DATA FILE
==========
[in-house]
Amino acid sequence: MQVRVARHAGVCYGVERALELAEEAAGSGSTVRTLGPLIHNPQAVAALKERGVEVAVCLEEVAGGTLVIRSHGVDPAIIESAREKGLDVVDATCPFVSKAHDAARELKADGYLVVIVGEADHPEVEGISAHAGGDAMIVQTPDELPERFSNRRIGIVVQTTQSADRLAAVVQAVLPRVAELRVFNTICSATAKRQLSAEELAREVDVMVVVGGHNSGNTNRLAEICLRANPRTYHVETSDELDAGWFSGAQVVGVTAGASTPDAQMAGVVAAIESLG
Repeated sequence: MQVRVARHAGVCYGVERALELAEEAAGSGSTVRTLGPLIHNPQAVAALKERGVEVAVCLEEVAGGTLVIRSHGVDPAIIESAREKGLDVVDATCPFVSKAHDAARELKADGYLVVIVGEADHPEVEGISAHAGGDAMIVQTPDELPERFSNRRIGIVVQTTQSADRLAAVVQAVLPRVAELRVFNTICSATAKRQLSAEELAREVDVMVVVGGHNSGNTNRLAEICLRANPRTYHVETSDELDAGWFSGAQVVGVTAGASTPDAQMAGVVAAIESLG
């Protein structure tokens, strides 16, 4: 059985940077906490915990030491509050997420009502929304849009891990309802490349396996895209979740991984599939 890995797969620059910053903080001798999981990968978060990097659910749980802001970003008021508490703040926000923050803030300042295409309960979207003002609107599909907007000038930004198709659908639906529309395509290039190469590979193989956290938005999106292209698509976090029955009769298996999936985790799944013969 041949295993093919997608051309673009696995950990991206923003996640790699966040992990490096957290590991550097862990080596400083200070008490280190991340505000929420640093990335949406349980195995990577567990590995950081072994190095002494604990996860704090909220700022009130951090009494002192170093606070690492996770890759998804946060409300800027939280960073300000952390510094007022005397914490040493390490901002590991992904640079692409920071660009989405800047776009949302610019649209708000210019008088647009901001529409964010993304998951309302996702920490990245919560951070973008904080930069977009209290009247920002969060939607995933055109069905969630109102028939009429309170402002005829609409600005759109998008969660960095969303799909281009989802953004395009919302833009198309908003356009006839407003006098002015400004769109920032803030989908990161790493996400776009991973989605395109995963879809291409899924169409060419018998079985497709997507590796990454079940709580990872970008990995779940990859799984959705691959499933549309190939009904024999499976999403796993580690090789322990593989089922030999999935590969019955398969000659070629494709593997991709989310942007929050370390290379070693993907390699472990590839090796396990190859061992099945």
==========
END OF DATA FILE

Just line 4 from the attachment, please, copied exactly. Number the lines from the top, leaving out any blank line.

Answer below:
């Protein structure tokens, strides 16, 4: 059985940077906490915990030491509050997420009502929304849009891990309802490349396996895209979740991984599939 890995797969620059910053903080001798999981990968978060990097659910749980802001970003008021508490703040926000923050803030300042295409309960979207003002609107599909907007000038930004198709659908639906529309395509290039190469590979193989956290938005999106292209698509976090029955009769298996999936985790799944013969 041949295993093919997608051309673009696995950990991206923003996640790699966040992990490096957290590991550097862990080596400083200070008490280190991340505000929420640093990335949406349980195995990577567990590995950081072994190095002494604990996860704090909220700022009130951090009494002192170093606070690492996770890759998804946060409300800027939280960073300000952390510094007022005397914490040493390490901002590991992904640079692409920071660009989405800047776009949302610019649209708000210019008088647009901001529409964010993304998951309302996702920490990245919560951070973008904080930069977009209290009247920002969060939607995933055109069905969630109102028939009429309170402002005829609409600005759109998008969660960095969303799909281009989802953004395009919302833009198309908003356009006839407003006098002015400004769109920032803030989908990161790493996400776009991973989605395109995963879809291409899924169409060419018998079985497709997507590796990454079940709580990872970008990995779940990859799984959705691959499933549309190939009904024999499976999403796993580690090789322990593989089922030999999935590969019955398969000659070629494709593997991709989310942007929050370390290379070693993907390699472990590839090796396990190859061992099945």